Review of Euripides' Helen

29/30 November 2013

' a marvellous play, particularly because Helen is such a drama queen and Menelaus such a stodgy foil to her ..'. This is Inga Mantle's explanation on the website for the production of what prompted her to set up the small company 'Athens of the North' to put on a production of the play, in a new translation by Andrew Wilson.

In the event, the production well justified her judgement. Andrew Wilson's translation is colloquial and engaging, without losing faith with the original, and gives scope for the experimentation with choral movement and music Inga Mantle planned as part of the production. The Helen ran for two nights at the end of November 2013, in the elegant surroundings of the Georgian church, St. Andrew's and St. George's West, in George Street, Edinburgh.

The circular space, centred on a raised dais and central pulpit, was a sympathetic setting for the dramatic interaction of the main characters – the pulpit being a useful hiding place -, for arresting entries of the chorus from the main door and for the two 'happy ending' deities whose machina was the front balcony above the audience. A hint of Egyptian splendour – exotic for the original Greek audience as well as the Scottish one – was provided by Anne Seaton's minimal but evocative stage set, as simple as Helen Berrington's costumes.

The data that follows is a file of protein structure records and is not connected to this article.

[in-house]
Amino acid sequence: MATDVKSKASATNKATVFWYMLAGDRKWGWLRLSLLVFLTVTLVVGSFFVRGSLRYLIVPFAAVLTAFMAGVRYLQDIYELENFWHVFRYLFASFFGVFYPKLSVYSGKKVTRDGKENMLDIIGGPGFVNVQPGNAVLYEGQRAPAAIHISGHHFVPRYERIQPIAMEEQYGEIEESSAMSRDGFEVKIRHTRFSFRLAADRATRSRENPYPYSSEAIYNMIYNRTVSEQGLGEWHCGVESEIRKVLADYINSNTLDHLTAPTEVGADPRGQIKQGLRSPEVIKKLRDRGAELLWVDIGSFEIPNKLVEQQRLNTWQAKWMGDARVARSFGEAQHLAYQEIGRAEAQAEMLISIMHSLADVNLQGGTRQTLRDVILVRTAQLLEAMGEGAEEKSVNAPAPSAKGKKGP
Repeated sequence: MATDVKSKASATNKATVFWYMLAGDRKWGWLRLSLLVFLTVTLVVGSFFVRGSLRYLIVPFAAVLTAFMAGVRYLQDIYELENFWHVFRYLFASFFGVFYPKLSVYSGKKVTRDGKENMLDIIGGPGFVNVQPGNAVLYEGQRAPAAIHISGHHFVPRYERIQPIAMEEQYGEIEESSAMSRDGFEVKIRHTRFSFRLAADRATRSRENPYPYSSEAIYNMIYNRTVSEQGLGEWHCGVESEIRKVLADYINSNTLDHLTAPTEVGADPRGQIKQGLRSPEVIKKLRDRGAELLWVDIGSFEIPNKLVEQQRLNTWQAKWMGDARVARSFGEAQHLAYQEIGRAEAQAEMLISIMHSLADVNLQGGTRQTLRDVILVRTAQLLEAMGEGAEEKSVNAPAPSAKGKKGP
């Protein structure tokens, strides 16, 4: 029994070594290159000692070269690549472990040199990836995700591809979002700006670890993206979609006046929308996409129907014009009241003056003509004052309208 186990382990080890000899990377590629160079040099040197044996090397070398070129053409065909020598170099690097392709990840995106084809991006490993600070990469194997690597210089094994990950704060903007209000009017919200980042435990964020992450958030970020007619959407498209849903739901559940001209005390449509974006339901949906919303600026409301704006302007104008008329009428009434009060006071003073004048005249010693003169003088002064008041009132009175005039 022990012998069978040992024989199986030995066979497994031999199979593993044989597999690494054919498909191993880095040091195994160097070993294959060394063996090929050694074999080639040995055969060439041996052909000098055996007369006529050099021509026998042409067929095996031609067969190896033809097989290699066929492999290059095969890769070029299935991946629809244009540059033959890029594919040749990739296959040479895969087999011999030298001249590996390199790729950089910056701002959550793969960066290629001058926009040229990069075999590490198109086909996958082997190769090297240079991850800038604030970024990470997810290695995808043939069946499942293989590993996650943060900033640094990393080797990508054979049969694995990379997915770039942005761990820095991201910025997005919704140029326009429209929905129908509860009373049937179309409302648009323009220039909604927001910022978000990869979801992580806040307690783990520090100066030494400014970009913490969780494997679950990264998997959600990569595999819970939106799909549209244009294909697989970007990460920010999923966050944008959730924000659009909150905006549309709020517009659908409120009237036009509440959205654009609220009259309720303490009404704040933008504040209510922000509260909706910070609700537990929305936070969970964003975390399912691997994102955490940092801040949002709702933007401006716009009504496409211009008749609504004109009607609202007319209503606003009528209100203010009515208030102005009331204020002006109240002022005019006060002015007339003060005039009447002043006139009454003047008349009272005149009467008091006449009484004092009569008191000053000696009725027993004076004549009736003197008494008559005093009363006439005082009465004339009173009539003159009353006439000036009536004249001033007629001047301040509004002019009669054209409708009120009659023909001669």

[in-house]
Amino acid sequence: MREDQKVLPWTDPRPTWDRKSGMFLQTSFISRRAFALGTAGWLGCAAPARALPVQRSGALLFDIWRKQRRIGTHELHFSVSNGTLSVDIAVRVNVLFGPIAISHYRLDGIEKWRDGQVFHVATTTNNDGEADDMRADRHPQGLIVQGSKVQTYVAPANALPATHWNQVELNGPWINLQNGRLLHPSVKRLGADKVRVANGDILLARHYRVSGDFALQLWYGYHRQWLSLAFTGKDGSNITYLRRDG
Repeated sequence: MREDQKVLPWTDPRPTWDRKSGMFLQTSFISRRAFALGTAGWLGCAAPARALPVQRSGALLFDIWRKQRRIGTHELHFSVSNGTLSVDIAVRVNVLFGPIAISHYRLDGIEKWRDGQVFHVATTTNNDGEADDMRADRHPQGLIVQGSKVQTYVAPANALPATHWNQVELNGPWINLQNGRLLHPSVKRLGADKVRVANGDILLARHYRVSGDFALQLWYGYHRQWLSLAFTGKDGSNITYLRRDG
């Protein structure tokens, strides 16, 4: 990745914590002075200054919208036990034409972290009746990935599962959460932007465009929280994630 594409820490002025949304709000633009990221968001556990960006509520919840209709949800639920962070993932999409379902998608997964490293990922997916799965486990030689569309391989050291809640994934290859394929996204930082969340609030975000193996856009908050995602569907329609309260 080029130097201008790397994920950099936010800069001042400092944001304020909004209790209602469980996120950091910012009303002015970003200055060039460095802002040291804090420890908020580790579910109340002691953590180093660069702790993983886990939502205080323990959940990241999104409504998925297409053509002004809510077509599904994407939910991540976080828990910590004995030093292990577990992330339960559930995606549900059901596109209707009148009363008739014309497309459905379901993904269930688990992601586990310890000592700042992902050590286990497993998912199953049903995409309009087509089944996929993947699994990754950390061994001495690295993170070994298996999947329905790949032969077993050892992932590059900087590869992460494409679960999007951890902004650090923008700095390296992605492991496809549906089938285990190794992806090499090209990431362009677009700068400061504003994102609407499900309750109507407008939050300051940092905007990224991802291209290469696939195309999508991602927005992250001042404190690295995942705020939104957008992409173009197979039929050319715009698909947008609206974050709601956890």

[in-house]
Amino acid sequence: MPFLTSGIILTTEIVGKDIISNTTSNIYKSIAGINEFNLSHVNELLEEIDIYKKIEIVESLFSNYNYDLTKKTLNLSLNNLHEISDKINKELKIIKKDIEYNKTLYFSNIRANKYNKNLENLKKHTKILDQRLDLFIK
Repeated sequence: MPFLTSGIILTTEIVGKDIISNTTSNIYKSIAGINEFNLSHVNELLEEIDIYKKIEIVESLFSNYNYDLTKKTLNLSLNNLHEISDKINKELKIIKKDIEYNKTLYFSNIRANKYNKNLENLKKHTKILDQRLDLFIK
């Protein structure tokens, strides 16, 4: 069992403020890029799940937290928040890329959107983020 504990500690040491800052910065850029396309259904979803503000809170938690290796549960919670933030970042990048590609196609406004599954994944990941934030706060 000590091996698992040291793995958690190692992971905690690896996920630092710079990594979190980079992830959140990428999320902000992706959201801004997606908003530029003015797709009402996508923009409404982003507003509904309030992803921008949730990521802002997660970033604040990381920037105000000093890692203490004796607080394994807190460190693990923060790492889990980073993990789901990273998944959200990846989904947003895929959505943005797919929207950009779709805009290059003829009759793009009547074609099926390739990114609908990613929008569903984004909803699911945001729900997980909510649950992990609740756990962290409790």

The play was directed by Andy Fraser, who kept a lively pace but allowed a sense of otherness and space for the choral odes and their exchanges with the protagonists. The production was a departure from the original practice, in that there were different actors for the different parts, and natural gender allocations were retained. But the music, sung by both protagonists and the chorus in the places where they would have sung originally, took the audience closer to the original setting of the action. Composed by Jamie Dunnett and Inga Mantle, in its faithfulness to the modes of Greek music (insofar as we understand them), the music enhanced the speech and, combined with measured choral dance patterns, brought to vivid life the chorus' physical and dramatic pivotal role between protagonists and audience – indeed, several students in the audience said afterwards that they now saw why Greek plays had choruses! Iain Thompson was the cor anglais player giving the single haunting line of melody to telling effect.

Helen herself was played by Fiona Main; an exuberant performance which was only marred by a pace of speaking which was too fast and did not take account of the acoustics of the church – a factor the company should note with great care for future productions. Menelaus, Neil French, was suitably stolidly heroic and susceptible to female charms. Of the remainder of the cast, of particular note were the old janitor at the Egyptian palace (Alison Carcas, in wonderful cackling 'old wifie' mode), Theonoe, the priestess (Susan McNaught, who was splendidly audible and lively) and Michael Scott (Second Messenger, whose narrative powers reminded you why radio sometimes out-dramatises television). Walter Thomson gave focus and depth to the choral odes and movement as their leader, a role which could well be developed in future productions.

The company is to be warmly commended for its innovations in music and choral movement, and encouraged to seek further collaboration with Andrew Wilson in expanding the range of Greek plays staged with such convincing panache.

JG, 2013.